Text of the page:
This one flowered for me for the first time the other day, really like the colour, it’s a nice change from the usual orange-red on these things. Love the leaves too, definitely a keeper. It’s not the greatest picture though, colour is much more exciting in real life where this picture makes the whole thing look flat. Guess you’ll just have to grow this one yourselves to see how good it really looks.
Early last spring I started rooting tip cuttings from this plant I later planted out into shady spots in my garden where this has performed beautifully. It took a while to really get going but once it did it’s been trouble-free. Going to use it as a so-called “annual” again for sure.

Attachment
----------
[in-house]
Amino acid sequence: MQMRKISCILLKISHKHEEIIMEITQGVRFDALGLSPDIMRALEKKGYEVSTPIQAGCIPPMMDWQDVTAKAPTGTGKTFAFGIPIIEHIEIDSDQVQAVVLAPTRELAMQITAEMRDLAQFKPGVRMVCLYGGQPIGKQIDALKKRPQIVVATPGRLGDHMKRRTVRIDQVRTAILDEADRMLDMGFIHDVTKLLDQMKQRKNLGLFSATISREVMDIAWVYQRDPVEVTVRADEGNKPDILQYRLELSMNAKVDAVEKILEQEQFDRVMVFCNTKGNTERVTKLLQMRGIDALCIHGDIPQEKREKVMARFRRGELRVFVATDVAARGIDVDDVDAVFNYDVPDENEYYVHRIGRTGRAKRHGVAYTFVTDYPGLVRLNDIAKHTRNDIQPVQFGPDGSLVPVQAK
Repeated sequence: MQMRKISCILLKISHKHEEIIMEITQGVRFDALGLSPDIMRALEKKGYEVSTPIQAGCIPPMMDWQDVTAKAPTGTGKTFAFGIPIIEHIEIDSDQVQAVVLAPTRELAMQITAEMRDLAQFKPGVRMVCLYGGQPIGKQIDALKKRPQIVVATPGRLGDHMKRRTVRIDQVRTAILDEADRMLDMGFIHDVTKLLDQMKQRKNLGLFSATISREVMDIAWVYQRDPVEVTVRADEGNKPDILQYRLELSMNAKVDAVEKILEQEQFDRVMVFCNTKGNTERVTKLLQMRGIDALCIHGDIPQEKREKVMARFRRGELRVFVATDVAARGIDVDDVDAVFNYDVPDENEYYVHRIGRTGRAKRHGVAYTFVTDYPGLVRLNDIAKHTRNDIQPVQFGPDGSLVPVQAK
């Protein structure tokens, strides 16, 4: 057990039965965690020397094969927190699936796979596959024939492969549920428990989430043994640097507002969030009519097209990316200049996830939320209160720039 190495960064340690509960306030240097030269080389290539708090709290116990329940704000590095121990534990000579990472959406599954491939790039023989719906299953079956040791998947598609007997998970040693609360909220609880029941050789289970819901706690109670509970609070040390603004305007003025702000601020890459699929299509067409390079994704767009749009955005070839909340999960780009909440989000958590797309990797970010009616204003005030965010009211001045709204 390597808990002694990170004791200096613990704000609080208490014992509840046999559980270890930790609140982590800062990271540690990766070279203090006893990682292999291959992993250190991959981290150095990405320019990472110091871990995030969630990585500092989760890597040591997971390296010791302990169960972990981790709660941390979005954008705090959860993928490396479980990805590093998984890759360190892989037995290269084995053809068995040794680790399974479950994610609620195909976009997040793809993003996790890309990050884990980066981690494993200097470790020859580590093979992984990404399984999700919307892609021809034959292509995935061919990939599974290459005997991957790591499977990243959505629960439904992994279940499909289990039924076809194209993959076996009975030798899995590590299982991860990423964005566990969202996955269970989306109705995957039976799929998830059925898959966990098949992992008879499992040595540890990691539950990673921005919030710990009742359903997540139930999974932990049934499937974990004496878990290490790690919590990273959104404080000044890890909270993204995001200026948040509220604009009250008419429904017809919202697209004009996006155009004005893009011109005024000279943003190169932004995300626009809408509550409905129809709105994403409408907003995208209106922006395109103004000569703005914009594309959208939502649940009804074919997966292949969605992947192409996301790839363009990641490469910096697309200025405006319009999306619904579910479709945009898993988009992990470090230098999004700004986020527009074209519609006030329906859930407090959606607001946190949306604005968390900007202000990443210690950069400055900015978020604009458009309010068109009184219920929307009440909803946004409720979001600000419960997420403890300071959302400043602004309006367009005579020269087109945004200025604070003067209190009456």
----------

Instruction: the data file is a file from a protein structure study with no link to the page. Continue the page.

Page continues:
Last summer I got a written of Aechmea fasciata which had completely finished blooming. There were three good sized pups coming up and I figured I might as well give it a try. End of the summer bringing in the tropicals I cut back the mother plant but left the three pups as is, attached and I believe I potted them up into an 8″ pot? I think the 6″ was getting warped out of shape. Earlier this summer I noticed one of the pups had rotted off at the base which was likely because the soil was too heavy and someone else had been watering the soil in the pot (and to make it worse getting much less light than it should have been getting). I removed the two remaining pups and have mounted them bare root on my fence, keeping the center of the plant filled with water, flushing it with fresh and of course it’s getting rained on from time to time. These two are doing just fine but it’s getting to be about that time to bring it back indoors for the winter.